Florida gardeners grow many nontropical and tropical fruit species due to the state’s warm and varied climate. Fruiting varieties include trees, shrubs and herbaceous perennials, so even the smallest landscapes can grow fruit. The state experiences warm temperate climates in its north and north central regions, subtropical climates in central and northern portions of the southern regions and the very south has a tropical climate. Fruit trees grown in the appropriate location with their requirements fulfilled are hardy and relatively maintenance-free.
Select a species adapted to your coldest temperatures. Fruit trees such as peaches and apples will tolerate North Florida’s annual frosts and freezes, whereas a coconut palm is intolerant to cold conditions and will die.
Select a fruiting species appropriate for the designated size of the planting location. Trees such as avocados require a large amount of space as they have a width of up to 25 feet at maturity, and the guava requires a space of only approximately 8 feet in width. Consider the tree’s mature size when selecting the planting site.
Plant the fruit tree in the appropriate light conditions it requires for proper growth and fruiting. Varieties such as coffee and dragon fruit grow well in partial shade, whereas species such as carambola and lychee grow best in full sun.
Amend the planting site with compost or manure, if required for the particular fruiting species grown. Florida’s soil has a sandy nature with few organics, and species such as nectarines and peaches require additional amendments. Plants such as citrus and coconut palms grow well in Florida’s native soils with no amendments needed.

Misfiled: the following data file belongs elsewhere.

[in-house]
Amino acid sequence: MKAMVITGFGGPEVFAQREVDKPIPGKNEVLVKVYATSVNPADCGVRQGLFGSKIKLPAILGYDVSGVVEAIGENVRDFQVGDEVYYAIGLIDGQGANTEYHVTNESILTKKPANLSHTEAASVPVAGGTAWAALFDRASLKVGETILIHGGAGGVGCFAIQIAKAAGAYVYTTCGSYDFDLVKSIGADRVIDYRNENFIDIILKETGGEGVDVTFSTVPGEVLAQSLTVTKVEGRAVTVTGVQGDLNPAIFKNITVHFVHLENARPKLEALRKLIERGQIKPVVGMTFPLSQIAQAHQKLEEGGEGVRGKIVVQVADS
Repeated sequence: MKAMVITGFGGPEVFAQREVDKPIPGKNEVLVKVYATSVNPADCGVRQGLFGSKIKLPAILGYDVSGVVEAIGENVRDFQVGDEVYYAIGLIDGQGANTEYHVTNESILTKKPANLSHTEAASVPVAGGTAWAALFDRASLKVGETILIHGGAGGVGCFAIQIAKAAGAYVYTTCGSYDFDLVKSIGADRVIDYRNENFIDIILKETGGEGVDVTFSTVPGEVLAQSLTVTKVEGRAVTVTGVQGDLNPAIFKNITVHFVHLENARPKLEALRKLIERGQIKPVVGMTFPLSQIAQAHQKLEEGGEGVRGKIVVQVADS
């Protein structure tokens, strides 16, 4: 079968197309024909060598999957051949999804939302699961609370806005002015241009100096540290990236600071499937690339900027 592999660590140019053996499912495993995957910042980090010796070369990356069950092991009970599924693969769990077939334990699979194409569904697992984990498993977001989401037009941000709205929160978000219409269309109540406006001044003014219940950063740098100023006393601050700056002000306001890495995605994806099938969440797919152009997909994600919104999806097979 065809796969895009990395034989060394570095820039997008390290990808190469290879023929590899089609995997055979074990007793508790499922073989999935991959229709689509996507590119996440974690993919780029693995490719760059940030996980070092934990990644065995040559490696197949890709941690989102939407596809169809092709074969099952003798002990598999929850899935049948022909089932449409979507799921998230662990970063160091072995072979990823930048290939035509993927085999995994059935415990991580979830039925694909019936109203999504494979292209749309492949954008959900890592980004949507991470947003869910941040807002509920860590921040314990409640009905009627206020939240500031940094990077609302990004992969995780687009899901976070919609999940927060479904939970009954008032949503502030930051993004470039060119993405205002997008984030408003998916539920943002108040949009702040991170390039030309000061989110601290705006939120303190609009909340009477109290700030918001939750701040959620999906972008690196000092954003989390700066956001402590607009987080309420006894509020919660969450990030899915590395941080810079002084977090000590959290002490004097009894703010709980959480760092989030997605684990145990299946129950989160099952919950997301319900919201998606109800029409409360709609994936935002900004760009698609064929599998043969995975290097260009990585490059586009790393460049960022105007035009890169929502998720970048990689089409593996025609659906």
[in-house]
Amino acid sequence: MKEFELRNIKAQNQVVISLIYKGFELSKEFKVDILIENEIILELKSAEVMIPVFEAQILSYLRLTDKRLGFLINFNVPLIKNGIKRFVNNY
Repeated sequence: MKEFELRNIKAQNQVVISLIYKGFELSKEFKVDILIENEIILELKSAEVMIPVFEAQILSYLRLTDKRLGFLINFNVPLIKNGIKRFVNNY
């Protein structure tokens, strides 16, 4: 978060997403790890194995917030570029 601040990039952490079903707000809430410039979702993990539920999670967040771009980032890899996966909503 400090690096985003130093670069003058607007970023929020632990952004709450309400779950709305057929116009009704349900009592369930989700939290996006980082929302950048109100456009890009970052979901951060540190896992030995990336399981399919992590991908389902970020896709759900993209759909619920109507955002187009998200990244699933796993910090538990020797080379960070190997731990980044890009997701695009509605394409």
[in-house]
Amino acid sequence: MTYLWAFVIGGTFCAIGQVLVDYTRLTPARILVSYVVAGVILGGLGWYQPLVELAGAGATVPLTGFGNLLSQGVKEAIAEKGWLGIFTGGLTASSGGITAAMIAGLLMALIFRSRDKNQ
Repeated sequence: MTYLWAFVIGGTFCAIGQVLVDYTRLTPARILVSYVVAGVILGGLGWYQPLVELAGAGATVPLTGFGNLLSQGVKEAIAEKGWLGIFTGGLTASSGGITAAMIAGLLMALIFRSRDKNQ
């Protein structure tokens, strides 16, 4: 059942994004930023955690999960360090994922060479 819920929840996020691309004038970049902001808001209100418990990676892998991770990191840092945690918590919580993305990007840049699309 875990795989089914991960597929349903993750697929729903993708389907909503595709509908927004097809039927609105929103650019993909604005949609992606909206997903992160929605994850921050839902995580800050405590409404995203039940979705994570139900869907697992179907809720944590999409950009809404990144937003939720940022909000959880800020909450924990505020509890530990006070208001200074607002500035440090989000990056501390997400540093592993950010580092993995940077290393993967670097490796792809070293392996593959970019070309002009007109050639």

Plant the fruit tree at the same depth it was growing in the container. Planting most fruiting varieties too deep puts undue stress upon the tree, causing it to grow improperly and sometimes die.
Apply a layer of mulch around the base of the fruit tree to retain moisture, if the particular fruit tree requires it. Species such as citrus trees do not require mulching and it is not recommended, according to the University of Florida, as it promotes diseases. Keep the much approximately 3 to 4 inches from the trunk.
Water the fruit tree regularly according to the particular species requirements. Florida’s temperatures are hot throughout the majority of the year, and species such as nectarines, pears and apples benefit from regular watering. Species such as coconut palms, pineapples and natal plums are relatively drought-tolerant.
Prune Florida fruit trees to remove any broken or damaged limbs or those crossing each other and to control their shape and size, if required. Varieties such as peaches and nectarines require an open center for best growth and fruit production. Citrus trees require no pruning other than to remove damaged or crossing limbs.